Just purely speculating, let’s say they can acquire a second-round pick for Gudbranson, and a third-round pick for Vanek. Suddenly they have five picks in the top 93. Combine that with the four from last year’s top 64, and you’ll see even more excitement for the prospect pool. There will be tangible skill and upside that an organization can build around.
This path continues to be a selection because the organization has never actually followed this plan. Last year, they were gifted a second-round pick from the Columbus Blue Jackets for a now-defunct rule and made a trade on the draft floor to move down and acquire an additional pick. If that did not happen, they would’ve ended up with only six picks. Which is an alarming trend for a team that is rebuilding:
A rebuild that picks twice in the top 139 is incredible. pic.twitter.com/TAIRIETMuu
— dellowhockey (@dellowhockey) January 10, 2018
To be fair though, the Canucks did decide to sell assets at last deadline and went the route of adding Goldobin and Dahlen. That’s basically the same idea with a different outcome. If that is what they want to do, that is defensible.
An obvious rebuttal to the lack of pick accumulation is “well, the Canucks have Judd Brackett and Jim Benning.”
This suggests that the Canucks scouting staff is so good as to produce NHL’ers at an above average rate with a below average asset base. To some degree, I can understand that thought process. But if they are adept at finding players, wouldn’t you want them to pick as many times as possible? If they can find two players with six picks, why not try to get 8,9, or 10 picks and really create a wave of talent.
Personally, when someone is good at something, I want them to have as many opportunities as possible to excel.
Another avenue that they have gone down in the past is trading for reclamation projects with hopes that the skilled players can rebound and provide value to the organization.
The organization has seen varying degrees of success with this tactic, but there is little arguing that the Canucks got good value on acquiring Sven Baertschi. The jury is still out on Derrick Pouliot, but he has shown flashes of what made him an 8th overall pick.
There are two ways the organization can do this for this year. They can target players who have fallen out of favour with playoff teams and leverage their tradeable assets to those teams looking to make a run at the playoffs. We obviously aren’t privy to who is available right now, but there could be a few of these type of players available. You do have to be careful with this though, as you want to ensure you are not paying full value for these players. You can’t be swayed by their draft position, their past success, or “untapped potential.” You need to leverage the market, time of year, and other team’s need to extract value.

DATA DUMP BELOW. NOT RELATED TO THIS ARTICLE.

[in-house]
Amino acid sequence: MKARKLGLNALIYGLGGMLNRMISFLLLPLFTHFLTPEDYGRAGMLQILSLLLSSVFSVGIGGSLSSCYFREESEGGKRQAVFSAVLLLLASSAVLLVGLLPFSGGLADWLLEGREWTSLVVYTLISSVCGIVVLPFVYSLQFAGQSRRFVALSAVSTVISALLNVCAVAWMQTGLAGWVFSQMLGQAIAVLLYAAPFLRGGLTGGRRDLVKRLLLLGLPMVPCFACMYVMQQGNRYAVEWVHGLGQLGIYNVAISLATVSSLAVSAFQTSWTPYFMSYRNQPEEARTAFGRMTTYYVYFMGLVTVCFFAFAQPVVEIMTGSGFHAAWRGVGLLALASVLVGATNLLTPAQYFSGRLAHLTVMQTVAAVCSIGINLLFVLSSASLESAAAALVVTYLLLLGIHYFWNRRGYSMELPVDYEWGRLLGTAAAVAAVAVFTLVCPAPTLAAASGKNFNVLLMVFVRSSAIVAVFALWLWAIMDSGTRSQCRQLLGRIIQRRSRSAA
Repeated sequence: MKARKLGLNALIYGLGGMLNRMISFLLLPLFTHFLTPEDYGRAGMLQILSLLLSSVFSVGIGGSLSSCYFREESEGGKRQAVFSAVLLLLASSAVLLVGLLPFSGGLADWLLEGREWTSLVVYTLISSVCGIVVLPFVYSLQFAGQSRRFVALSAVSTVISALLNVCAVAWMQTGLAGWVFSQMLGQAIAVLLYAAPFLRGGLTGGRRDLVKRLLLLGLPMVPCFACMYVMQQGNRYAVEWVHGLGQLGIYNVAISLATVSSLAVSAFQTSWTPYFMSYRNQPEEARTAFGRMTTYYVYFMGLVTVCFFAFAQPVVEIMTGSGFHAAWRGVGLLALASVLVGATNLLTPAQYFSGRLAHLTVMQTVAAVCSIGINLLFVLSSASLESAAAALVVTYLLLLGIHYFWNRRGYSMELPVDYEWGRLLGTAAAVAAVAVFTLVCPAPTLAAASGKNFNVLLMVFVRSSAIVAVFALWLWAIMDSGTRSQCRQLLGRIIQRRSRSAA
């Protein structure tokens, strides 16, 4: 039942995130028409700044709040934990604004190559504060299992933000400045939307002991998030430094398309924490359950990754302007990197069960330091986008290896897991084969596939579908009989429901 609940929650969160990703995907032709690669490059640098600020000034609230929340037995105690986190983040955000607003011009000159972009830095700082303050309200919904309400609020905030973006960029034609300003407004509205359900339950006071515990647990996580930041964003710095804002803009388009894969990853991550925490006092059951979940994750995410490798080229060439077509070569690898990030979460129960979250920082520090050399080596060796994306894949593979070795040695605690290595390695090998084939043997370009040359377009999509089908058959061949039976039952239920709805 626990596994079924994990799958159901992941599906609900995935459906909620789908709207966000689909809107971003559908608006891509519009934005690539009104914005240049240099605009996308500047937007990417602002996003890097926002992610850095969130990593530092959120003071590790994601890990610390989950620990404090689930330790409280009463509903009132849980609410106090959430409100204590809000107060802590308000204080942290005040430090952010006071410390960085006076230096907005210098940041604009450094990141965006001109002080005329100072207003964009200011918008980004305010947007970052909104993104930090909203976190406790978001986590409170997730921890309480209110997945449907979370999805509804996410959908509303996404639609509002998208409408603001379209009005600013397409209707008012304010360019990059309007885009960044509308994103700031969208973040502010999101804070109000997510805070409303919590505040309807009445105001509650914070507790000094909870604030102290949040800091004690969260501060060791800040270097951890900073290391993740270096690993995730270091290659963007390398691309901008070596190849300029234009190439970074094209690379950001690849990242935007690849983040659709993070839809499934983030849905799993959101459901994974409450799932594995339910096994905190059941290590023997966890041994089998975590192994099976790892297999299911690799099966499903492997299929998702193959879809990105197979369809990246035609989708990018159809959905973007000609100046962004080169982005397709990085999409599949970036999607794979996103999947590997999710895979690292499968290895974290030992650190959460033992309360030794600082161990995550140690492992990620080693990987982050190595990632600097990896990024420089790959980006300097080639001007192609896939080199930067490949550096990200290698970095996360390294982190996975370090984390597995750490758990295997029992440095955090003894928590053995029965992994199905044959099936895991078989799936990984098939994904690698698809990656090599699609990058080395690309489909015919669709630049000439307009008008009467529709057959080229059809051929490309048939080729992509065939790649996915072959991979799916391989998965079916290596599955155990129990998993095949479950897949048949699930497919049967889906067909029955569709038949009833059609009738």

If there aren’t options available now, by accumulating picks at the deadline, it allows you to have the flexibility to make those moves at the draft. Teams are basically built that weekend, so if you come armed with a plethora of picks, it provides flexibility to make moves for players that can play for you the upcoming year.
Every year, players that shouldn’t become available do. Given where the Canucks are in the life cycle, being able to make moves with additional assets is a fool proof way to supplement your core. If a deal doesn’t present itself, you make picks and continue to build the pool as suggested above.
It’s clear that I am beating the same drum that has been beaten the last two years, but a few things have changed since that time.
Two years ago, they dragged their heels and it arguably cost them the ability to move Dan Hamhuis and Radim Vrbata for futures. Last season, they knew the path and made the correct moves. They were made the decision early and made the appropriate steps to execute it. They need to be those same decisive sellers again this year.
Even if the organization won’t openly admit to being a rebuild, it’s clear they are in one now. They started down that path last February, and the excitement was palpable. Fast forward a year, and the fan base is excited about the prospects that they have acquired and what they could build in the future.
It has to continue.
If they don’t, they run the risk of just constantly replacing players that are ageing out or having their current prospect pool not have enough of a supporting cast to push this organization upwards. There is a lot to like in their current system, but it needs more, and this upcoming deadline is another chance to continue to down that right path.